Who was Hedwig Dohm? Google Doodle celebrates its 192nd birthday

Marianne Adelaide Hedwig Dohm known as Hedwig Dohm was a writer and activist for women’s rights. She was known as one of the first feminist theorists to argue that gender-specific behavior is learned through social conditioning rather than determined by biology.

Hedwig was born on September 20, 1831, to the tobacco manufacturer Gustav Adolph Gotthold Schlesinger, and her mother was Wilhelmine Henriette Jülich. She died on June 1, 1919

She had 18 siblings and had a keen interest in reading and going to school, but was forced to leave school at the age of 15 to help with the household chores.

But she had high hopes for continuing her studies and convinced her parents to enroll her in a women’s teacher training college.

Google Doodle mentions: “Dohm was born in Berlin, Germany, on this day in 1831 in a family of eighteen children. Dohm loved to read from an early age and found school exciting. However, her parents forced her to leave formal education at the age of fifteen and help around the house.”

“Hopeful to continue her studies, Dohm convinced her parents to let her attend the Lehrerinnenseminar, a women’s teacher training college,” is added.

In 1853, Hedwig Dohm married Ernst Dohm, editor-in-chief of the weekly satirical magazine Kladderadatsch. They had five children, four of whom were girls. Hedwig continued to educate her daughters throughout their early years.

Source: Google Doodle

What were Hedwig Dohm’s contributions?

Google is celebrating Dohma’s 192nd birthday because she was a revolutionary feminist and author who made a significant contribution to the fight for women’s rights. Her work is still relevant and inspiring for women today.

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When Hedwig’s children were grown, she decided to continue her career as a writer in 1870. She published many powerful works according to Google Doodle.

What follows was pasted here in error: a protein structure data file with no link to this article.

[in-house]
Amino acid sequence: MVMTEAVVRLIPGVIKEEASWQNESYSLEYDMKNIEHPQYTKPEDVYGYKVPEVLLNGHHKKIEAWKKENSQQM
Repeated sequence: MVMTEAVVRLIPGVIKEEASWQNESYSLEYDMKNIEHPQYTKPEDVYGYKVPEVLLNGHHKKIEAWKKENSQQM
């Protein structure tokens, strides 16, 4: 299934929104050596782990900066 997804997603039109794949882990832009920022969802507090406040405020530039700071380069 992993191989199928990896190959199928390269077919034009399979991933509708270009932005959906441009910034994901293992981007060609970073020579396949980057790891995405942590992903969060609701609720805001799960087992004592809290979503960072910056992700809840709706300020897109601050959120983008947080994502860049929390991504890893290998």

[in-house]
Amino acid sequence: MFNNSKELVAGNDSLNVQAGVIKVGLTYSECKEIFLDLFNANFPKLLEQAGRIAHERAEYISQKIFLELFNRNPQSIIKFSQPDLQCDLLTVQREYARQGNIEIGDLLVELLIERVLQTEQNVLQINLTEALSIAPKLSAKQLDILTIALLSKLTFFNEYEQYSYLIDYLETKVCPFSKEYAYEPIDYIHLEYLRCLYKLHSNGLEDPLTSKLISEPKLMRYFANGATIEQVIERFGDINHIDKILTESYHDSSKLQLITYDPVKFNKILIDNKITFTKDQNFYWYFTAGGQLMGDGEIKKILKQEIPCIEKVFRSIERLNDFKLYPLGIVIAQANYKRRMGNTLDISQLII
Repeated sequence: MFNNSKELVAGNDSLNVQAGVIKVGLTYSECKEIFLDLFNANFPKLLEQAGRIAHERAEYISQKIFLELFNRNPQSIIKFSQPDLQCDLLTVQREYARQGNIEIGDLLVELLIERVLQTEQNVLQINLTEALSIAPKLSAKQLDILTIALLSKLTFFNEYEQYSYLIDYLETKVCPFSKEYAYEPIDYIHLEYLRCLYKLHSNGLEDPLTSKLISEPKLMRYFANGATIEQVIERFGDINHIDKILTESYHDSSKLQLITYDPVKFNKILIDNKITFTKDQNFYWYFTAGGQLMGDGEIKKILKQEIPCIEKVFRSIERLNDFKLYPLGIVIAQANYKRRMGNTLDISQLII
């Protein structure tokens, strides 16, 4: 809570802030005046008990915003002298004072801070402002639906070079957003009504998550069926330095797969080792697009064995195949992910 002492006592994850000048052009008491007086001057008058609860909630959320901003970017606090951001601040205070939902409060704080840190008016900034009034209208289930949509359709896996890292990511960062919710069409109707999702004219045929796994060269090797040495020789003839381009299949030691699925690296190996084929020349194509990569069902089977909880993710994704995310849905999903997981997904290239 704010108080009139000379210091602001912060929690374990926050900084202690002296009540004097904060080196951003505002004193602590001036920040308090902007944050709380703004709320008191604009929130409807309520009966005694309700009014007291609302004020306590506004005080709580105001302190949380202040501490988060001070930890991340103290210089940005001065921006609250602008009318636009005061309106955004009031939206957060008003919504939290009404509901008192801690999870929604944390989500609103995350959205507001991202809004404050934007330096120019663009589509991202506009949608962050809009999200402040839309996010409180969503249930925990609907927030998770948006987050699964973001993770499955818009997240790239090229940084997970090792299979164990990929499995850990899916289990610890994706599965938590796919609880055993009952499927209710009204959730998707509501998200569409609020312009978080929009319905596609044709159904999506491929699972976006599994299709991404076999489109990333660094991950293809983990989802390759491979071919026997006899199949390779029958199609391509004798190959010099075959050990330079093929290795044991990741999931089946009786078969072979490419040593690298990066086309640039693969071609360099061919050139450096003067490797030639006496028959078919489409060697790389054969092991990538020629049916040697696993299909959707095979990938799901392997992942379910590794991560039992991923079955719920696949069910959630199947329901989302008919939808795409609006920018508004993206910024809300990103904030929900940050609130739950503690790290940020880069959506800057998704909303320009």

What the Clergy Think of Women (Was die Pastoren von den Frauen denken) and Antifeminists (Die Antifeministen) are two works by Hedwig Dohm that focus on conservative views on women’s rights in Germany at the time.

What Clergy Thinks About Women focuses on the writings of two conservative pastors who argue that higher education is a threat to women. Dohm criticizes their arguments, pointing out that they are based on outdated stereotypes.

Anti-feminists focused on people who opposed women’s rights in Germany at the time. Dohm satirizes their views, showing how illogical and harmful they are.

In addition to these contents, Hedwig made some great contributions:

  • She was a strong advocate of women’s right to education and employment.
  • Her work had a significant impact on the early German feminist movement.
  • She was one of the few activists who fought for women’s suffrage.
  • She wrote various books such as Sibilla Dalmar, Schicksale Einer Seele and Christa Rolan.
  • Hedwig Dohm was also the founder of the Deutsche Frauenverein Reform, which advocated the right of women to study all subjects at universities. In 1888, she wrote the first chapters of the movement’s manifesto.

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Source: vcmp.edu.vn

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